No deal may be likelier than we think

Featured Image Credits: Ala z on Wikimedia Commons

A serious disruption of the free flow of commercially valuable data between Europe and the UK.

£13 (around $16) more to be spent each week per household on food in the UK.

A £100bn loss to the EU economy.

Regardless of your opinion on whether the above is waffle or a genuine threat of a no-deal Brexit, it seems pretty logical for both sides of the UK-EU negotiating table to see this as an avoidable scenario. Unfortunately the world, and most certainly geopolitics, is not exactly replete with magnanimity. Whilst public perception of politicians as a swarm of Machiavellis can be seen as a tad harsh, politicians, like regular people, in general tend to act in their own self-interest. Numerous groups, though, across the UK are unceasing in their attempts to stamp out a no-deal Brexit from the list of potential outcomes of the negotiation. However, previous attempts have fallen flat and so for the moment the blocking of no-deal from potentiality seems unlikely. Given this probability the potentially destructive no-deal black hole is coming closer and closer to Europe. This is not because it wouldn’t hurt both sides greatly but because if either side is seen to be the one to give ground, it could have dramatic implications.

First, a brief description of the issue: the Irish backstop.

To maintain the seamless transfer of goods, services and people across the border separating Northern Ireland and the Republic of Ireland, the agreement reached between the May administration and the EU involved a so-called “backstop” in the region. In this case, Northern Ireland would have to comply with some rules of the EU single market, thereby necessitating the whole UK acquiescing to the EU rules. Given one of the major concerns for the UK populous in the very beginning was the claimed iron fist of the EU strangling the great British will to be free, the deal is hardly likely to curry favour with them. But forget the public, it didn’t even make it past the politicians, even after four tries! This is the essential bone of contention here.

Let’s firstly look at this from the UK perspective. PM Johnson already knows he cannot even consider bringing any deal with a backstop involved to the House of Commons, lest it be rejected for a hysterical fifth time. He now has two alternatives: a no-deal and an alternative to the current backstop arrangement which is acceptable to both the Commons (so the deal can actually pass) and the public (unless he wants to become May 2.0 and plunge the Conservatives into a deeper rut). He could, of course, revoke Article 50 altogether, but unless he wants to be known as the man who caused civil unrest, he’s going to stay well clear of that route. Now although both parties have indicated a willingness to explore alternatives to the traditional backstop (for example, the technology-driven border mechanism frequently espoused by many UK MPs), there has been precious little detail on the matter. As of now there remains no workable solution to the border issue and so the only option left on the table for Johnson is a no-deal.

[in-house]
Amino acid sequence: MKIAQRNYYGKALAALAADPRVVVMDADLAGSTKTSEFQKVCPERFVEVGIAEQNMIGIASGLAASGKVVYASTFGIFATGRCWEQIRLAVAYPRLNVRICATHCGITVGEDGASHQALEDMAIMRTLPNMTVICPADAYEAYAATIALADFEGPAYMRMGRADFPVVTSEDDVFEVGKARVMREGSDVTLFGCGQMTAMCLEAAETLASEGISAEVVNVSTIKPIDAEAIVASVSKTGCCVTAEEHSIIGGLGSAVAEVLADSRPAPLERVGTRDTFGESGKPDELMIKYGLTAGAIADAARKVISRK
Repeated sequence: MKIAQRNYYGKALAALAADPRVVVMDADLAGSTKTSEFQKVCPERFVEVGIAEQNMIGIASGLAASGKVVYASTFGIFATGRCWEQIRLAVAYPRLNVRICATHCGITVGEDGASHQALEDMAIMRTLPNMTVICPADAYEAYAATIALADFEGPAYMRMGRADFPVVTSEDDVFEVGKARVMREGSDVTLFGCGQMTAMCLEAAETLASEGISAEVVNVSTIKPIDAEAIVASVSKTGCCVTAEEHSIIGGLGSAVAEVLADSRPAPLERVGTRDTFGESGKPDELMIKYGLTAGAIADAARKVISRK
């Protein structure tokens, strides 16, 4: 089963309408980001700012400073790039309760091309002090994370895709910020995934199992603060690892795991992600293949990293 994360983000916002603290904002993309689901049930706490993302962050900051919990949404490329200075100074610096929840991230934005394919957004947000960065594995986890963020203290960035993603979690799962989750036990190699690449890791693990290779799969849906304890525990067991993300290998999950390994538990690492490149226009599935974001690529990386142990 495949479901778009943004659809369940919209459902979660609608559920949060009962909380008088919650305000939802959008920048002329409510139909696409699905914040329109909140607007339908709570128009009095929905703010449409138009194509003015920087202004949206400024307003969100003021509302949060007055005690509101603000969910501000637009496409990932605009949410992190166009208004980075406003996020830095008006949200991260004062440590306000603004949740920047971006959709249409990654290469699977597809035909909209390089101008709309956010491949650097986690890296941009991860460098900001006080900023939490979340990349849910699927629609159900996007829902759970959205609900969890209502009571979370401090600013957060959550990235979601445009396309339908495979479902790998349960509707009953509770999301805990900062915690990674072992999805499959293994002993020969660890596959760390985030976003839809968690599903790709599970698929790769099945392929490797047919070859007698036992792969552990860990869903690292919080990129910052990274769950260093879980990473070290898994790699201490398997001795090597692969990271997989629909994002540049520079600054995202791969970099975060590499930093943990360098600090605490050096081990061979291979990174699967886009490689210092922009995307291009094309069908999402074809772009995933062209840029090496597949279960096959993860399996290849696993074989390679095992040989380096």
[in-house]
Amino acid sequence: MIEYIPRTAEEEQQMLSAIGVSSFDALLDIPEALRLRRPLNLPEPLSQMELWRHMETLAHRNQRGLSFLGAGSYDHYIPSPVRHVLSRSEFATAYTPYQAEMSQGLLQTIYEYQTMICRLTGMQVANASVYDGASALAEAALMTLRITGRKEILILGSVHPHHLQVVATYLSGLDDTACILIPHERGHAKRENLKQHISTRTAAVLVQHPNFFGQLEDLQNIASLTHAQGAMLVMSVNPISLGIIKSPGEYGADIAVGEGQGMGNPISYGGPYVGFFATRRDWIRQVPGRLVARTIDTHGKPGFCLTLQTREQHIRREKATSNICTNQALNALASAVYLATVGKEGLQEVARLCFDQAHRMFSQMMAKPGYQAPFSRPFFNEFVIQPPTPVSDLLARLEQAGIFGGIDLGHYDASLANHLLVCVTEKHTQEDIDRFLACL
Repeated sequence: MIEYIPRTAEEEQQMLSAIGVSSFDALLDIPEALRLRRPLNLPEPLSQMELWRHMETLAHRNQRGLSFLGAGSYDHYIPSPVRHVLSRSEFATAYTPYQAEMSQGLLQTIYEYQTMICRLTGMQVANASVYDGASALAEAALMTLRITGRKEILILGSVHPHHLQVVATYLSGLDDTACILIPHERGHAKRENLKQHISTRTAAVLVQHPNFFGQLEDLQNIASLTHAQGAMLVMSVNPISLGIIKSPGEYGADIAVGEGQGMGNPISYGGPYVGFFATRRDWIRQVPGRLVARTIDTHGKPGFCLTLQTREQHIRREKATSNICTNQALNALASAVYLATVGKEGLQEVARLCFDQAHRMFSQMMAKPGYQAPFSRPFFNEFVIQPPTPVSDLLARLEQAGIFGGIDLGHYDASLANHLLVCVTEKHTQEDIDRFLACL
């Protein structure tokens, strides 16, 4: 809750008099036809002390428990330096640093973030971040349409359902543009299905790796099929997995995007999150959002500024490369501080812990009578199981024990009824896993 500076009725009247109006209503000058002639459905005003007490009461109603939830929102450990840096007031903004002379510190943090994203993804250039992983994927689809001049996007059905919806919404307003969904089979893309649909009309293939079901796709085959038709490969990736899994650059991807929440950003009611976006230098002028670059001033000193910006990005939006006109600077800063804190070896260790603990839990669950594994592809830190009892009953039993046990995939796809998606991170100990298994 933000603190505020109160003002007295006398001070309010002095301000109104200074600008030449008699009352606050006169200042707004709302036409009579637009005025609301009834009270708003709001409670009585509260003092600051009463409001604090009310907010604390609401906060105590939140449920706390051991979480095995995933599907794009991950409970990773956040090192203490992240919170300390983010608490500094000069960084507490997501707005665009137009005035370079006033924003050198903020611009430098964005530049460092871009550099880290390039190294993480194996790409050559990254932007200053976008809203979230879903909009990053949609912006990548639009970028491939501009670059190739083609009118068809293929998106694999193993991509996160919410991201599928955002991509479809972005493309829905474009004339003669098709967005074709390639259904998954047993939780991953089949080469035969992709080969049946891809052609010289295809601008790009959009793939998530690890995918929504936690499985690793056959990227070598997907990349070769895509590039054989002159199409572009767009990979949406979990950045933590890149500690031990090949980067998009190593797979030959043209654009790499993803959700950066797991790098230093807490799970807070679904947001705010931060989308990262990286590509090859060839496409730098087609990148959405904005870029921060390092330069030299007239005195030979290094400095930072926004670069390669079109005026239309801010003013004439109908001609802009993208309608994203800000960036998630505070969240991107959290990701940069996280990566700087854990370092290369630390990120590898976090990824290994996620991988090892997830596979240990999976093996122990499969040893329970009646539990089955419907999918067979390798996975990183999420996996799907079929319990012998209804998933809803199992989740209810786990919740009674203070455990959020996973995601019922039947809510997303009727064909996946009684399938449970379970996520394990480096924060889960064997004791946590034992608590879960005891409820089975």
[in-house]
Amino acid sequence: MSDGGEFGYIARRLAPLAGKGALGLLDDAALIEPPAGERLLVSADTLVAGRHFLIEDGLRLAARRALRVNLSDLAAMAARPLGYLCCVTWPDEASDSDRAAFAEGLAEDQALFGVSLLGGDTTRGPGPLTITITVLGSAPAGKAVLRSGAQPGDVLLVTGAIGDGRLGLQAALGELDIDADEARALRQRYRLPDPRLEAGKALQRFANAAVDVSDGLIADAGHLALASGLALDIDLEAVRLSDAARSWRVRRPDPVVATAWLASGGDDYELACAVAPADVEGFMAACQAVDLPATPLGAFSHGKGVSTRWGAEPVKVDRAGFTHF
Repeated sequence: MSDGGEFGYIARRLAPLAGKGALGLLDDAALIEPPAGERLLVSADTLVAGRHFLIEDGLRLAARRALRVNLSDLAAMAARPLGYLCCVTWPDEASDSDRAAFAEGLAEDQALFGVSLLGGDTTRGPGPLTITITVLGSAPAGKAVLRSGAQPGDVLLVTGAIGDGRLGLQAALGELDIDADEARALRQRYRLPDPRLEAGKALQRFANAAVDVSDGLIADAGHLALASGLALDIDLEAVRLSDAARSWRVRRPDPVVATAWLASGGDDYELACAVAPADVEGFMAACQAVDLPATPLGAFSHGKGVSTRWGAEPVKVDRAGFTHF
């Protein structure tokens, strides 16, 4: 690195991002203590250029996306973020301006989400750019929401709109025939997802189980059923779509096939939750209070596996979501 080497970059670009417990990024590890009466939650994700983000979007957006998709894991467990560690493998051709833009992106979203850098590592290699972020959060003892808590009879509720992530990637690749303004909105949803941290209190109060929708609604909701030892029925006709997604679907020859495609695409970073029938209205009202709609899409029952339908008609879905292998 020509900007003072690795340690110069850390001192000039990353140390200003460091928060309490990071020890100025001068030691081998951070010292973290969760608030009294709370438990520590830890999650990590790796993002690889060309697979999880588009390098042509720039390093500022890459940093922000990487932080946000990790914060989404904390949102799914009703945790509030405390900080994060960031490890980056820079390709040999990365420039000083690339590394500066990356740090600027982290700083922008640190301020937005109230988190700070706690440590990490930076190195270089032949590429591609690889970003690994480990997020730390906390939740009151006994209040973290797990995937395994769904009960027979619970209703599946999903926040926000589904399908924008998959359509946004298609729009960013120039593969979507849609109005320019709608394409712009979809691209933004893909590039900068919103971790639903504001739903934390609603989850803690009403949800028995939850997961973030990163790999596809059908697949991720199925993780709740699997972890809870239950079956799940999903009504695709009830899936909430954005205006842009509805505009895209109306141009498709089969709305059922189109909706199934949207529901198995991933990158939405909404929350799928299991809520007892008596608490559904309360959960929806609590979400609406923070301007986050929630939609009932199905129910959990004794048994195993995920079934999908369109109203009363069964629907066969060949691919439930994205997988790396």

What about for the EU? A backstop certainly isn’t the preferable outcome for them either, given the many benefits to the Republic, and thus the EU economy, of free trade between themselves and Northern Ireland. If there is no backstop (and no alternative arrangement) and the EU agrees to no hard border on the island of Ireland,  they are essentially allowing the UK access to the EU single market without the UK “giving” anything in return, for example, through membership of the customs union. This sets a dangerous precedent because the EU has numerous times said that it will not give the UK such preferential treatment. Countries like Norway and Switzerland have had to give substantial ground with regards to contributions to the EU’s budget and accepting the free movement of workers.

Now, don’t get me wrong; politicians are commonly hypocritical and go back on their word often, and I’m not for a moment suggesting that EU politicians such as European Council President Tusk aren’t capable of this. The issue is that this issue is extremely high profile and contentious. If the EU secedes this issue to a country that is, even slightly, anti-EU, it is capable of reigniting anti-EU moments driven by politicians such as Geert Wilders in the Netherlands and Marine le Pen in France. Once these movements are bolstered, the very fabric of the EU is under existential threat. If this sounds sensational, ask yourself this: how many people would have predicted Brexit in 2010? Hence the EU cannot be seen to give the UK any sort of preference in this negotiation, otherwise it opens up a Pandora’s box of potential difficulties for the bloc.

It’s clear to see then, that taking an elementary game theoretical stance on the matter a clear Nash equilibrium is the UK crashing out of the EU with no deal. While not the optimal solution, given what is at stake for both parties it seems the most likely outcome unless a viable alternative to the Irish backstop is found.

While this presents a rather melancholy view, it seems to me as if it’s pretty realistic. The market may have to price in much greater odds for a no-deal than 50% soon.

One Comment Add yours

  1. Scottie says:

    Hello Shrey. Wouldn’t a no deal brexit cause a automatic hard border between Northern Ireland and the Republic of Ireland? Hugs

    Like

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